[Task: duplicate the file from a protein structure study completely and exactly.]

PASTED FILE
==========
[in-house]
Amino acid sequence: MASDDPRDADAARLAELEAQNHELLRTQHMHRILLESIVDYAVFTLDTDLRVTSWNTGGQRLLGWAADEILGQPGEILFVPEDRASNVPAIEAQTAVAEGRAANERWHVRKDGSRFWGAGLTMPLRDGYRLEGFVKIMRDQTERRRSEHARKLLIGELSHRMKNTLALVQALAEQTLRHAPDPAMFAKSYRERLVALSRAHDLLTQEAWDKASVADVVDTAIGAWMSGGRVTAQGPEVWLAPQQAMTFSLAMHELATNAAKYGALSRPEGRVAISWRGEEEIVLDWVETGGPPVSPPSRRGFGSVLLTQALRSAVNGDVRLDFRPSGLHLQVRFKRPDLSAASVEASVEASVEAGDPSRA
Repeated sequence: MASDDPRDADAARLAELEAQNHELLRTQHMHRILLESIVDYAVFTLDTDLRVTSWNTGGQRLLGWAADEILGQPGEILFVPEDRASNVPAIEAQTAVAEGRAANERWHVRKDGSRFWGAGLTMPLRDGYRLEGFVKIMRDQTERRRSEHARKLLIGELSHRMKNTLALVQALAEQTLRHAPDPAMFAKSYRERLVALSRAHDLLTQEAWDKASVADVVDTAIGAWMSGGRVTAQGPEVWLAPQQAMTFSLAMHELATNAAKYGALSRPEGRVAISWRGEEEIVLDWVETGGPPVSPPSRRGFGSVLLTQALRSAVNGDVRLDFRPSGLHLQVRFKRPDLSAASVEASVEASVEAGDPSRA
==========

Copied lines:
[in-house]
Amino acid sequence: MASDDPRDADAARLAELEAQNHELLRTQHMHRILLESIVDYAVFTLDTDLRVTSWNTGGQRLLGWAADEILGQPGEILFVPEDRASNVPAIEAQTAVAEGRAANERWHVRKDGSRFWGAGLTMPLRDGYRLEGFVKIMRDQTERRRSEHARKLLIGELSHRMKNTLALVQALAEQTLRHAPDPAMFAKSYRERLVALSRAHDLLTQEAWDKASVADVVDTAIGAWMSGGRVTAQGPEVWLAPQQAMTFSLAMHELATNAAKYGALSRPEGRVAISWRGEEEIVLDWVETGGPPVSPPSRRGFGSVLLTQALRSAVNGDVRLDFRPSGLHLQVRFKRPDLSAASVEASVEASVEAGDPSRA
Repeated sequence: MASDDPRDADAARLAELEAQNHELLRTQHMHRILLESIVDYAVFTLDTDLRVTSWNTGGQRLLGWAADEILGQPGEILFVPEDRASNVPAIEAQTAVAEGRAANERWHVRKDGSRFWGAGLTMPLRDGYRLEGFVKIMRDQTERRRSEHARKLLIGELSHRMKNTLALVQALAEQTLRHAPDPAMFAKSYRERLVALSRAHDLLTQEAWDKASVADVVDTAIGAWMSGGRVTAQGPEVWLAPQQAMTFSLAMHELATNAAKYGALSRPEGRVAISWRGEEEIVLDWVETGGPPVSPPSRRGFGSVLLTQALRSAVNGDVRLDFRPSGLHLQVRFKRPDLSAASVEASVEASVEAGDPSRA